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19 May, 2020 19:41

Holding healthcare hostage? Cuomo demands federal bailout or he’ll ‘have to’ cut hospital funding

Holding healthcare hostage? Cuomo demands federal bailout or he’ll ‘have to’ cut hospital funding

New York Governor Andrew Cuomo has demanded that the federal government bail out his state, or he’ll have to slash funding for hospitals, medical staff, and other local services – whose budgets he’s already cut to the bone.

The governor took aim at the Trump administration’s funding priorities during his Covid-19 press conference on Tuesday, waxing dramatic about political “values” as he accused Washington of shafting state governments with emergency coronavirus bailout packages that favored big banks and megacorporations.

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Why was Washington so quick to fund the corporations and big businesses, but now they have to think about whether they want to fund state governments and local governments?” Cuomo demanded, reminding his audience that local governments in turn fund hospitals, police, schools, and other “essential” services.

If you don’t fund New York state government, you know what that means? That means I have to cut aid to Northwell [Hospitals]. To hospitals. To nurses, to doctors. It means I have to cut aid to local governments that fund police and firefighters. I have to [cut] funding to schools and teachers. 

Cuomo already deferred a raise for tens of thousands of state employees last month, including healthcare workers in the state’s prisons and mental health facilities.

The governor slammed Washington’s failure to shovel more money into the states as “offensive,” insisting it flew in the face of the government messaging depicting frontline workers as “heroes of the day,” and implying Congress owed them – and him – a few billion favors. “We give the federal government about 30 billion dollars more every year!” Cuomo protested.

I understand the large corporations are the ones that fund the political accounts of these officials, but let them remember that they get elected by the people,” he added, demanding Congress and the White House “show the same consideration for the workers that you show for the corporations.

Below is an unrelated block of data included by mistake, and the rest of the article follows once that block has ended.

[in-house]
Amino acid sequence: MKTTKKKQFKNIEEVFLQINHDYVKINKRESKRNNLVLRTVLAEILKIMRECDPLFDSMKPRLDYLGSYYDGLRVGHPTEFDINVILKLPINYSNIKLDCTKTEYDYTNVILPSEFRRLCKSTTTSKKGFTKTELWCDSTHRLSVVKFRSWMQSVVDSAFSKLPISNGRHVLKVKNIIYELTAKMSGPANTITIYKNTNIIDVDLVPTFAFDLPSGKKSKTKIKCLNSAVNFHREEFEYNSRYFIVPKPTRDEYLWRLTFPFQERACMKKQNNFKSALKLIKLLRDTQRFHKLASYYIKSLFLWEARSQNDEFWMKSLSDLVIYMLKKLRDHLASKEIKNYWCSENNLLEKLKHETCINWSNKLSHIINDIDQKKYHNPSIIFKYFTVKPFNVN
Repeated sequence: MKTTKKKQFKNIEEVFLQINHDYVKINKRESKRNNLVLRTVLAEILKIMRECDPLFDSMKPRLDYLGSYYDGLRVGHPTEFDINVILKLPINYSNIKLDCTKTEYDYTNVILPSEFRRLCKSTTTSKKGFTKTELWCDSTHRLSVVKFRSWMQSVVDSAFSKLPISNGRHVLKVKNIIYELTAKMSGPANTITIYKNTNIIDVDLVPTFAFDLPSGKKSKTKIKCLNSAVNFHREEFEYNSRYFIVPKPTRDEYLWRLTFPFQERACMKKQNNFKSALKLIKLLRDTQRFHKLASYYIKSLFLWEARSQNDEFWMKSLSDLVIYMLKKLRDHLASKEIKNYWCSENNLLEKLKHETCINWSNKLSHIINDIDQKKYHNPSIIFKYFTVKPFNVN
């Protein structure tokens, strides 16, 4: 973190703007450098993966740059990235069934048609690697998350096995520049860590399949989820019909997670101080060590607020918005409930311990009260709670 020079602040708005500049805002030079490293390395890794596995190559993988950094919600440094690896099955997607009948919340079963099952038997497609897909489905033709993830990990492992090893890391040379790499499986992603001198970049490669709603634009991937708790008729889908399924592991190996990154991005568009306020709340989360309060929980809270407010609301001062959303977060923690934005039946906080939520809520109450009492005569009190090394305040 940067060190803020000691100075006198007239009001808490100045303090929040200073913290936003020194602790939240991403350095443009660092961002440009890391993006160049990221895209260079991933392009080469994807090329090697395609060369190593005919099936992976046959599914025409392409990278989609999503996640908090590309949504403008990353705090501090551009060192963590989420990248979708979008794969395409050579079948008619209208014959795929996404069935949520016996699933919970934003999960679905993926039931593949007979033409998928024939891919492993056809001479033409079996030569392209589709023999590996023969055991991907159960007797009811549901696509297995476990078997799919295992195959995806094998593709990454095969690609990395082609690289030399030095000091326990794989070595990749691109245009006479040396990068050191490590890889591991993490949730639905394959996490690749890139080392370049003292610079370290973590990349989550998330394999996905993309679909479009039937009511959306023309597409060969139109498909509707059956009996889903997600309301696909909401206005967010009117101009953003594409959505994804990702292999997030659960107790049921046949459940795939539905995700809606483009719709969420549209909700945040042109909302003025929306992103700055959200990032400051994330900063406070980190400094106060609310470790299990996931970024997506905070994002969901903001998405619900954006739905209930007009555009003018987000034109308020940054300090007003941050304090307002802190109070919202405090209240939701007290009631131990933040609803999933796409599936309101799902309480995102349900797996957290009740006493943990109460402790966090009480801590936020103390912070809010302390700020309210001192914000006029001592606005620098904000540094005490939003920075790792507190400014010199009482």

That line of attack was more than a little ironic for a politician whose detractors have nicknamed him “Governor One Percent” for his unswerving fealty to his deep-pocketed donors. Cuomo’s devotion is such that in last month’s state budget he chose to saddle New York City with an additional $200 million in Medicaid costs rather than adopt any of a possible 14 tax-the-rich measures that could have helped close a yawning budget gap. Many of those measures had upwards of 90 percent support from voters, but their target – the richest .01 percent of state residents – was effectively off-limits. 

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The governor’s pandemic-era reinvention as a working-class healthcare hero also ignores his administration’s nine-year track record of deep cuts to the state hospital system. Over his tenure, New York lost some 20,000 hospital beds, consolidating, shuttering, and selling off multiple facilities – leaving the system overstressed even before the pandemic arrived.

The CARES Act passed in March provided funding to states from a $150 billion Coronavirus Relief Fund intended to cover all costs associated with the “public health emergency,” and billions more from other Covid-19 bailout programs have gone directly to hospitals. However, Cuomo is seeking more cash to assist with the economic reopening of his state, which has been largely locked down since it became the epicenter of the US Covid-19 epidemic in mid-March. Trump has largely left the decision to close down and reopen state economies to the governors, aside from social-distancing guidelines that expired at the end of last month.

Perhaps hedging his bets on whether the federal government steps up with the money, Cuomo has called in a trio of billionaires to participate in the state’s economic reopening, tasking former Google exec Eric Schmidt with “rebuilding” the state healthcare system, while former Microsoft CEO Bill Gates gets to remake the school system in his image, and former New York Mayor Mike Bloomberg runs the state contact-tracing program.

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